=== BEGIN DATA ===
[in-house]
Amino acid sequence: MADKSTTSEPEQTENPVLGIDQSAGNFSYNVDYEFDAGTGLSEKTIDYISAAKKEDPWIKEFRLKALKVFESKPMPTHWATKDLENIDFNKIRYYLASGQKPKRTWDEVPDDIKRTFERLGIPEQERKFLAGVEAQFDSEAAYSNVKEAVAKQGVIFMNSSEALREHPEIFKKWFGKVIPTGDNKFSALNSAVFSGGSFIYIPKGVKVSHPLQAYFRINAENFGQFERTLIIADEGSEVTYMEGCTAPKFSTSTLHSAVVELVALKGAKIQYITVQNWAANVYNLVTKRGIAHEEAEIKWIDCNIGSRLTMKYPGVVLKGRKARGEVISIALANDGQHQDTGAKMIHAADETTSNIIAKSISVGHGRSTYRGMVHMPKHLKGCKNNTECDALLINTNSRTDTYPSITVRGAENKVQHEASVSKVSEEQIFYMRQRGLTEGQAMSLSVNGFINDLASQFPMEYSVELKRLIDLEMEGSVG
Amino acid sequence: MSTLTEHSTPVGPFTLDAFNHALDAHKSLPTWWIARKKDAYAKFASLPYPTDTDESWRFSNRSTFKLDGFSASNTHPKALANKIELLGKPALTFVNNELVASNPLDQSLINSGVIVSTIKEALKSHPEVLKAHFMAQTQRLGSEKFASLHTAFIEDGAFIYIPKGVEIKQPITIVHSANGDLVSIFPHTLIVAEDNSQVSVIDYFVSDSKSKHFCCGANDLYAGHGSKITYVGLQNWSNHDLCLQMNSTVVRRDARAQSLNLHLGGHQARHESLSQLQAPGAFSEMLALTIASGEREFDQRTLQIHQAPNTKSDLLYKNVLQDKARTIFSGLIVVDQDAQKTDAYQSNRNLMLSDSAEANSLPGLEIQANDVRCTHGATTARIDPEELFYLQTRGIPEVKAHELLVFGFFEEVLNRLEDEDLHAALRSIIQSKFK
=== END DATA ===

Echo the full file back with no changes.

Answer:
[in-house]
Amino acid sequence: MADKSTTSEPEQTENPVLGIDQSAGNFSYNVDYEFDAGTGLSEKTIDYISAAKKEDPWIKEFRLKALKVFESKPMPTHWATKDLENIDFNKIRYYLASGQKPKRTWDEVPDDIKRTFERLGIPEQERKFLAGVEAQFDSEAAYSNVKEAVAKQGVIFMNSSEALREHPEIFKKWFGKVIPTGDNKFSALNSAVFSGGSFIYIPKGVKVSHPLQAYFRINAENFGQFERTLIIADEGSEVTYMEGCTAPKFSTSTLHSAVVELVALKGAKIQYITVQNWAANVYNLVTKRGIAHEEAEIKWIDCNIGSRLTMKYPGVVLKGRKARGEVISIALANDGQHQDTGAKMIHAADETTSNIIAKSISVGHGRSTYRGMVHMPKHLKGCKNNTECDALLINTNSRTDTYPSITVRGAENKVQHEASVSKVSEEQIFYMRQRGLTEGQAMSLSVNGFINDLASQFPMEYSVELKRLIDLEMEGSVG
Amino acid sequence: MSTLTEHSTPVGPFTLDAFNHALDAHKSLPTWWIARKKDAYAKFASLPYPTDTDESWRFSNRSTFKLDGFSASNTHPKALANKIELLGKPALTFVNNELVASNPLDQSLINSGVIVSTIKEALKSHPEVLKAHFMAQTQRLGSEKFASLHTAFIEDGAFIYIPKGVEIKQPITIVHSANGDLVSIFPHTLIVAEDNSQVSVIDYFVSDSKSKHFCCGANDLYAGHGSKITYVGLQNWSNHDLCLQMNSTVVRRDARAQSLNLHLGGHQARHESLSQLQAPGAFSEMLALTIASGEREFDQRTLQIHQAPNTKSDLLYKNVLQDKARTIFSGLIVVDQDAQKTDAYQSNRNLMLSDSAEANSLPGLEIQANDVRCTHGATTARIDPEELFYLQTRGIPEVKAHELLVFGFFEEVLNRLEDEDLHAALRSIIQSKFK